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Out of the Humidor

CA Readers
From the Print Edition:
Gen. Tommy Franks, Nov/Dec 03

(continued from page 1)

Dear Marvin,

Your interview with Francis Ford Coppola in Cigar Aficionado (October 2003) is a classic. You did a wonderful job, and got inside the emotions of the filmmaker of a classic—a real revelation.


Michael Lynne

President/New Line Cinema
New York, New York


Dear Marvin,

Your interesting October 2003 interview with one of the world's premier filmmakers, Francis Ford Coppola, was outstanding—especially his lengthy background remarks on the torturous difficulty in making and casting The Godfather his way. His candid depictions illustrated the dozens of threatening roadblocks he encountered with Paramount brass that could have derailed the project at any stop along the way, from location to budget to vision. To think of The Godfather placed in modern-day Kansas City with others (Robert Redford, Ryan O'Neal, Carlo Ponti) in the seminal roles rather than Brando, Pacino, Caan and Duvall makes a moviegoer's mind whirl—especially for the millions who consider the film one of cinema's best. The Best Picture Oscar must have been sweet justice; Best Director for The Godfather: Part II the icing.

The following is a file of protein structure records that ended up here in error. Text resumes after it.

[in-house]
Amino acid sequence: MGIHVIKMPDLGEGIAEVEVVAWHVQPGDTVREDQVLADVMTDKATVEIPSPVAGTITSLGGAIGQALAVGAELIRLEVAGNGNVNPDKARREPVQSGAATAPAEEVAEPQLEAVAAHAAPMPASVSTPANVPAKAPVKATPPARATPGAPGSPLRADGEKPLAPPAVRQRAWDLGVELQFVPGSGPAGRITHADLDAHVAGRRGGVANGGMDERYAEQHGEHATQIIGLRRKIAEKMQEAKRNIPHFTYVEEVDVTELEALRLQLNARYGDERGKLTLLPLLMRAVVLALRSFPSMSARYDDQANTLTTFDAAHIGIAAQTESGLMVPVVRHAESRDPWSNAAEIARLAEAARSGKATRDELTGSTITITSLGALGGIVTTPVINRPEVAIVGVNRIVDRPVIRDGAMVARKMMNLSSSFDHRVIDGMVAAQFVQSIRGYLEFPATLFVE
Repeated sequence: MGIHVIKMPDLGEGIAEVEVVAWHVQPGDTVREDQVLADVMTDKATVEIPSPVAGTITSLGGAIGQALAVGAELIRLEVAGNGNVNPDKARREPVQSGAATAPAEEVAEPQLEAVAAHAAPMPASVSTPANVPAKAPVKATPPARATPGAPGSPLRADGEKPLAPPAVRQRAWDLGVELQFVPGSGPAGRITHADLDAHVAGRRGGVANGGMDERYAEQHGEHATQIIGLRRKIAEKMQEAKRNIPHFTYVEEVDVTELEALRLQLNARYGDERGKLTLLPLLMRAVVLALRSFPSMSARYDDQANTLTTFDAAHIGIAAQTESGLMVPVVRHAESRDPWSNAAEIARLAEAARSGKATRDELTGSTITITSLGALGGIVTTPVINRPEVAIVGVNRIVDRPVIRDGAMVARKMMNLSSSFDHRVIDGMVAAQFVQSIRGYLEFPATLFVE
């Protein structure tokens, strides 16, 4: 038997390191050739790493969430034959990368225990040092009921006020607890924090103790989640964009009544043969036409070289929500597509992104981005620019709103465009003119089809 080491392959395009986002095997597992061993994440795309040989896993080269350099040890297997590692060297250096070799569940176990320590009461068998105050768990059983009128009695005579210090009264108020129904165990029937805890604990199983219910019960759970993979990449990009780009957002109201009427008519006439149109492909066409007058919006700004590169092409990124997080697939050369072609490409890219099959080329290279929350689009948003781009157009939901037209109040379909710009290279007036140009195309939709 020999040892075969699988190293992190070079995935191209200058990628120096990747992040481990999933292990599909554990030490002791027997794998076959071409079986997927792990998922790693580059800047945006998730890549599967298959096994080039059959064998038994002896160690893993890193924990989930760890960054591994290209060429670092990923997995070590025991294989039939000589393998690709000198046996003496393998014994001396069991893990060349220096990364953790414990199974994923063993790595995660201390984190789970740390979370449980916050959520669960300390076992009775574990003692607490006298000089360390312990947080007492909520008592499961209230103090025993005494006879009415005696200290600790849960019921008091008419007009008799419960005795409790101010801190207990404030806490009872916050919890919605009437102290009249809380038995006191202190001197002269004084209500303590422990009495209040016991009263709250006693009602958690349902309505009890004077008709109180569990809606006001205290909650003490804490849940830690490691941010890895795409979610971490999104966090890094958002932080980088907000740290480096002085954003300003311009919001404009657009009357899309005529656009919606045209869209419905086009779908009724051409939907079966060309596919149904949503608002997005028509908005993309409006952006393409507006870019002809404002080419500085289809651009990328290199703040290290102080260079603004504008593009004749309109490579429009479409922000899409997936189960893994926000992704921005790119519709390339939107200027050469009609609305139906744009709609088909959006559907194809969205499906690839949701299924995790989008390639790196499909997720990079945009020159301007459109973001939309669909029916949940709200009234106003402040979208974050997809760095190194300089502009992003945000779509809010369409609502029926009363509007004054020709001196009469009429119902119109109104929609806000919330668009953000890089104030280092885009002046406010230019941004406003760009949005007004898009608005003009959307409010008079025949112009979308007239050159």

That said, it was surprising to learn that for Coppola, the process of making his most famous film is still viewed by him 30 years later as a horrible, exhausting experience that nauseates him to this day. Thank God for the profit percentage points that helped him buy his winery in the mid-'70s. Perhaps a great 1993 bottle of his Niebaum-Coppola Estate Cabernet Sauvignon helps dull his painful memories these days. What wonderful medicine!

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